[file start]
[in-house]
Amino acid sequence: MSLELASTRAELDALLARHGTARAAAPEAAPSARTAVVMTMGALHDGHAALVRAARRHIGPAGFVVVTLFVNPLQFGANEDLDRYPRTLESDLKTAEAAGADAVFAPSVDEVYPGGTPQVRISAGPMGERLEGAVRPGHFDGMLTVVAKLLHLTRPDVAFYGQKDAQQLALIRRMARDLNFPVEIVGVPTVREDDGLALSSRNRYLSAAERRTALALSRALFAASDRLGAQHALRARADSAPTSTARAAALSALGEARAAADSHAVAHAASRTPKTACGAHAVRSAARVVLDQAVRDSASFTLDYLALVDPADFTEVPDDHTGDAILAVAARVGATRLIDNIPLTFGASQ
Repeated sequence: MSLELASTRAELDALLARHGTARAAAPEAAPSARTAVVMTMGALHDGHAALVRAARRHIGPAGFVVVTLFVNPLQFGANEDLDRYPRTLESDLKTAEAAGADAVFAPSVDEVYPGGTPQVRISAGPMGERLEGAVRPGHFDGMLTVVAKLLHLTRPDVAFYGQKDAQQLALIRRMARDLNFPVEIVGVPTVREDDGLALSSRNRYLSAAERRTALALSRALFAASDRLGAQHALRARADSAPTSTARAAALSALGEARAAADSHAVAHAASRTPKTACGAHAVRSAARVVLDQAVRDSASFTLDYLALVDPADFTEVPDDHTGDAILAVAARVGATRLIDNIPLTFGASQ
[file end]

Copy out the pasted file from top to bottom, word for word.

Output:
[in-house]
Amino acid sequence: MSLELASTRAELDALLARHGTARAAAPEAAPSARTAVVMTMGALHDGHAALVRAARRHIGPAGFVVVTLFVNPLQFGANEDLDRYPRTLESDLKTAEAAGADAVFAPSVDEVYPGGTPQVRISAGPMGERLEGAVRPGHFDGMLTVVAKLLHLTRPDVAFYGQKDAQQLALIRRMARDLNFPVEIVGVPTVREDDGLALSSRNRYLSAAERRTALALSRALFAASDRLGAQHALRARADSAPTSTARAAALSALGEARAAADSHAVAHAASRTPKTACGAHAVRSAARVVLDQAVRDSASFTLDYLALVDPADFTEVPDDHTGDAILAVAARVGATRLIDNIPLTFGASQ
Repeated sequence: MSLELASTRAELDALLARHGTARAAAPEAAPSARTAVVMTMGALHDGHAALVRAARRHIGPAGFVVVTLFVNPLQFGANEDLDRYPRTLESDLKTAEAAGADAVFAPSVDEVYPGGTPQVRISAGPMGERLEGAVRPGHFDGMLTVVAKLLHLTRPDVAFYGQKDAQQLALIRRMARDLNFPVEIVGVPTVREDDGLALSSRNRYLSAAERRTALALSRALFAASDRLGAQHALRARADSAPTSTARAAALSALGEARAAADSHAVAHAASRTPKTACGAHAVRSAARVVLDQAVRDSASFTLDYLALVDPADFTEVPDDHTGDAILAVAARVGATRLIDNIPLTFGASQ